By default Google Earth shows the full time of the KML. However, a common situation is when multiple KML files are opened/visible with times where Google Earth by default shows the full time range of earliest and latest times in all KML features. Also, loading KML via NetworkLinks does not show the full time range as does opening it directly in Google Earth.
To illustrate first uncheck your saved places to disable other KML with times then load this KML file. You'll notice the timeline showing 1787 through 1959 for its full range. https://developers.google.com/kml/documentation/us_states.kml
If you wanted to pre-define a time range you can explicitly add a Camera or LookAt that constraints the time view. For example to constrain the view to the first 100 years you could add a
<gx:TimeSpan> element with a year range to the root-level element in your KML. Remember to include the lat/lon/range elements otherwise the view will default to lat=0, lon=0, range=0.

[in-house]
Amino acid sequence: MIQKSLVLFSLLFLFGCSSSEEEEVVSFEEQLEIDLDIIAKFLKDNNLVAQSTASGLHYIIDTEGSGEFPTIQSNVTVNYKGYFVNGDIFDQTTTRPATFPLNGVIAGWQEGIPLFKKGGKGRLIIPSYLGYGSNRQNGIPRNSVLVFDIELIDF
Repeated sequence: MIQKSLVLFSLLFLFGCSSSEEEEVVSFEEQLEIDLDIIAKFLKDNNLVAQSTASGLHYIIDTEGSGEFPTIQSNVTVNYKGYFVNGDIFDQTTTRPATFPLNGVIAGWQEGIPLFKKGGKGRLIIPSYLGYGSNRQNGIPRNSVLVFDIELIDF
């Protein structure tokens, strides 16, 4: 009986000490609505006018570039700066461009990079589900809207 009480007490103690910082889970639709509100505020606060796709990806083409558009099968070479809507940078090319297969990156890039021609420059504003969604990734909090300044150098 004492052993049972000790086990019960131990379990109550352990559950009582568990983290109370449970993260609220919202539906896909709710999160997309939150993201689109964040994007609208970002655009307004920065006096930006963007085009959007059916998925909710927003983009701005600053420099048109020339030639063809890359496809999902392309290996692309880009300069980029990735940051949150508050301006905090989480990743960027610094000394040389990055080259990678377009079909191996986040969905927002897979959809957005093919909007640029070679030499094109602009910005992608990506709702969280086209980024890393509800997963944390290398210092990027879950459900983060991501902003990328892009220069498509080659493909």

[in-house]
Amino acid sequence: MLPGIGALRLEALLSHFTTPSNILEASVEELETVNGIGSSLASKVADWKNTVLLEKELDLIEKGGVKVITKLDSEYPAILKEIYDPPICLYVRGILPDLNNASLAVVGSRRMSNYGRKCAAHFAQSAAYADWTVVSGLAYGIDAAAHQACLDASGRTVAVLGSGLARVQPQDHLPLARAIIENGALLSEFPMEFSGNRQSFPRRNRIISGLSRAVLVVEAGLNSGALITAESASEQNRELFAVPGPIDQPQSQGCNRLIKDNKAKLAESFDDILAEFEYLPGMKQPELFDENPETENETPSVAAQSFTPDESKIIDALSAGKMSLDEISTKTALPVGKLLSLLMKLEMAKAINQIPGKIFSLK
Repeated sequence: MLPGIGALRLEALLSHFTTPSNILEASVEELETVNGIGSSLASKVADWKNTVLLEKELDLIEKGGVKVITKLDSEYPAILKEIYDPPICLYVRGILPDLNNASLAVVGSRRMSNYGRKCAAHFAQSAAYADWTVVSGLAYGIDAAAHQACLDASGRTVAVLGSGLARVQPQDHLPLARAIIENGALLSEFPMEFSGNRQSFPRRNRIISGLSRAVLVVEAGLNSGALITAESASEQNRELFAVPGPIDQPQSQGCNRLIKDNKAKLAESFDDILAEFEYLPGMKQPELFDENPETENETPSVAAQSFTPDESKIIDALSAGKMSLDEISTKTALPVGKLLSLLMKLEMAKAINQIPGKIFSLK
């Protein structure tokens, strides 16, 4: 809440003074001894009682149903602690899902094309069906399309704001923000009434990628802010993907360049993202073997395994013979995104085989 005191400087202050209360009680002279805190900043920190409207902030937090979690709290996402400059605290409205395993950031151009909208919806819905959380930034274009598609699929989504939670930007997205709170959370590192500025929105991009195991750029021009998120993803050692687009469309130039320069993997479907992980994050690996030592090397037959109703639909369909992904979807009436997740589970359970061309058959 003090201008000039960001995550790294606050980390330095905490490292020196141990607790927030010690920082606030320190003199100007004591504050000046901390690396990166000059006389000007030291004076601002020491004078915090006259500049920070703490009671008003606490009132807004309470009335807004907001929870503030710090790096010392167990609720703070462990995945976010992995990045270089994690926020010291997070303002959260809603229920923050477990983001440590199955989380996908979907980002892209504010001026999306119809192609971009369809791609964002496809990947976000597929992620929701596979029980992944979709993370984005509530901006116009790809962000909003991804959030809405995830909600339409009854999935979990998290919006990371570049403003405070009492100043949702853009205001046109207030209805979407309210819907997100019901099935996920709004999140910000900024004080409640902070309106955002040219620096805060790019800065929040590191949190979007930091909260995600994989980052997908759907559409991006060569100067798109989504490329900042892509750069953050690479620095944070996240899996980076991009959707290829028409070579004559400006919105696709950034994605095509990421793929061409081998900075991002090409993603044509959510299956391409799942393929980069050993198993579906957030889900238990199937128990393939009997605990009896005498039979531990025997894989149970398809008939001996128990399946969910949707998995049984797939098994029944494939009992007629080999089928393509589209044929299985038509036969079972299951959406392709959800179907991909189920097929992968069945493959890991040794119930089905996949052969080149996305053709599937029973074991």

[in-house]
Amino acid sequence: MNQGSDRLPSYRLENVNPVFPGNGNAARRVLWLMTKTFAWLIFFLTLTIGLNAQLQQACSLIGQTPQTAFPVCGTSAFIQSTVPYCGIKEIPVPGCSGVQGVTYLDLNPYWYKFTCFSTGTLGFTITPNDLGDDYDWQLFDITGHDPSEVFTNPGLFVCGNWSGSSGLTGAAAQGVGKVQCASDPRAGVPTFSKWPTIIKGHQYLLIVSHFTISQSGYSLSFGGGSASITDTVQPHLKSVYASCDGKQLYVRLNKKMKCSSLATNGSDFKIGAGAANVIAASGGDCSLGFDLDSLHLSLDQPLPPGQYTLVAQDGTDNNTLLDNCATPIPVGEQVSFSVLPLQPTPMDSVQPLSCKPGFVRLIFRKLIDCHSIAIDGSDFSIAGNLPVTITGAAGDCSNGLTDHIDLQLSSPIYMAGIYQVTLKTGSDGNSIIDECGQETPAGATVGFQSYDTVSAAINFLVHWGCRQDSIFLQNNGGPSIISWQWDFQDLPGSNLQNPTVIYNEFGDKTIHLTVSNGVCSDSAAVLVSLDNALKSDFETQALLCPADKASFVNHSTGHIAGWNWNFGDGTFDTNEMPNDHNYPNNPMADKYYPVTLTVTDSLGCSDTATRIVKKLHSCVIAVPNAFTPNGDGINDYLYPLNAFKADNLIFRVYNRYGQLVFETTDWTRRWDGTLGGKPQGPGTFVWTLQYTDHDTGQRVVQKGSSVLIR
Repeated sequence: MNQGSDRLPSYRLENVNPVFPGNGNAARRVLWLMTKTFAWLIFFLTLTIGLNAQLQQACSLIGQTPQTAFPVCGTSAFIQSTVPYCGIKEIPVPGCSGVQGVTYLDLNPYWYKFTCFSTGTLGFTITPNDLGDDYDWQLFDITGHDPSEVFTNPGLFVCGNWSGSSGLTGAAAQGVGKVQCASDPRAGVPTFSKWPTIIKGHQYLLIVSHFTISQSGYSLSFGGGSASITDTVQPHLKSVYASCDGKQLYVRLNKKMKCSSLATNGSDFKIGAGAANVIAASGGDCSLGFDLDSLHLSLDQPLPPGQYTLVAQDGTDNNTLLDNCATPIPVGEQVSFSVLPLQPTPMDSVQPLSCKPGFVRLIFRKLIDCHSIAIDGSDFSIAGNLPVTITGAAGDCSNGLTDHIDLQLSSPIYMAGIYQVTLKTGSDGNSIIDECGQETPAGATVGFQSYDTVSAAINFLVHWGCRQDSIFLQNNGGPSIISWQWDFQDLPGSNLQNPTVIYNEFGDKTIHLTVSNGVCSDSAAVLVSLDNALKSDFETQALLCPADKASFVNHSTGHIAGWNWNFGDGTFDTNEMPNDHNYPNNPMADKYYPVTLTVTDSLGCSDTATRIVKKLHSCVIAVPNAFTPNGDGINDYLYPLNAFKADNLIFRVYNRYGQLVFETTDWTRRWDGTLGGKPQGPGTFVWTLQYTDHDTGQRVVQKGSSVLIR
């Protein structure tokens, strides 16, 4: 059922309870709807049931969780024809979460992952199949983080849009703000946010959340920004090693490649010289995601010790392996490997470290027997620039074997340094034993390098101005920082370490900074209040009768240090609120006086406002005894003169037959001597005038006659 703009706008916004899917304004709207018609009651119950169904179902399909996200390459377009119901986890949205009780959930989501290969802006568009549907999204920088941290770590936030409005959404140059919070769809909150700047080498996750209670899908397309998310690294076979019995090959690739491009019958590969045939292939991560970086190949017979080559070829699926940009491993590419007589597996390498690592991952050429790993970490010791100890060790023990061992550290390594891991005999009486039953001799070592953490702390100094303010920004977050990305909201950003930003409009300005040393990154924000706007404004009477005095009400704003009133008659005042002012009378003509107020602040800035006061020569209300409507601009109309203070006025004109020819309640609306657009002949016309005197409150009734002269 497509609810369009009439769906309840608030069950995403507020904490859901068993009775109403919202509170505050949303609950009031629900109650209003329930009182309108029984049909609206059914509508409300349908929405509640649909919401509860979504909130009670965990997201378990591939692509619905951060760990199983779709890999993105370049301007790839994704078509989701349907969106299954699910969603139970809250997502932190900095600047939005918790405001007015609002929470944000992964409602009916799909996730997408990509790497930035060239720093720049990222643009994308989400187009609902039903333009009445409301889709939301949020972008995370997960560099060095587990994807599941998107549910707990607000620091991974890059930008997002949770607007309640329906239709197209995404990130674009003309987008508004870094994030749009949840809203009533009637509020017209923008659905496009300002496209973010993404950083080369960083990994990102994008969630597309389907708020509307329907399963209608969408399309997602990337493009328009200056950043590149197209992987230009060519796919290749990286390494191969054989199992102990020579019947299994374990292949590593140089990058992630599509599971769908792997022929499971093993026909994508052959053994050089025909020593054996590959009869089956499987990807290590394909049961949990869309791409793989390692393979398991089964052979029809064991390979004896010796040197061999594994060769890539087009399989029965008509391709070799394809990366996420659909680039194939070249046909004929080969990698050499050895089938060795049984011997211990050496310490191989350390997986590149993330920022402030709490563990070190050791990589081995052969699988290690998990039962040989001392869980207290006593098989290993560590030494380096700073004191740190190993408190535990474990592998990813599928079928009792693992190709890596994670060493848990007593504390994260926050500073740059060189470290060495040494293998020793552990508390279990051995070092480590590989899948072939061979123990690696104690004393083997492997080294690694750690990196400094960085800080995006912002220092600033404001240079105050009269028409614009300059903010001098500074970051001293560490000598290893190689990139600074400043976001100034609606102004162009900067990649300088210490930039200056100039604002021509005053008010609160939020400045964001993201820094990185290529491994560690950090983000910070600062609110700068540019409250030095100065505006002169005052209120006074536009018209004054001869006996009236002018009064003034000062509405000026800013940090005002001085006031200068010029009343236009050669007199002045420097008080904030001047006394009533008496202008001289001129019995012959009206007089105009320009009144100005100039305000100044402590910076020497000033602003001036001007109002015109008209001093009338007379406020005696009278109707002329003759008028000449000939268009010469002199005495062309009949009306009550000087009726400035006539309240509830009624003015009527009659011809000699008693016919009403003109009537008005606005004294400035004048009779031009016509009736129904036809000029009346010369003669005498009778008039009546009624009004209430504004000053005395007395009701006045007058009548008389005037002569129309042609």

<?xml version="1.0" encoding="UTF-8"?>
<kml xmlns="http://www.opengis.net/kml/2.2" xmlns:gx="http://www.google.com/kml/ext/2.2">
If you right-mouse click on a Placemark or Folder then select 'Snapshot View' in Google Earth and the timer slider is visible then the time range will be captured in the saved view.
So you can do what you want without duplicating the placemarks with times but by creating a few placemarks only defined with a view constrained by time range. Clicking each of these special placemarks would change the time slider to whatever time range you want to show.
KML features with times retrieved via Networklinks have a different behavior and only a portion of the time range is pre-selected in the time slider. You must add flyToView to the NetworkLink for it to behave same as loading the KML directly.
As a best practice if you include more than one NetworkLink with time-based features in a parent KML file then add a
<TimeSpan> element to the NetworkLinks including the full range of time for that collection of features otherwise Google Earth will automatically load the entire file at startup.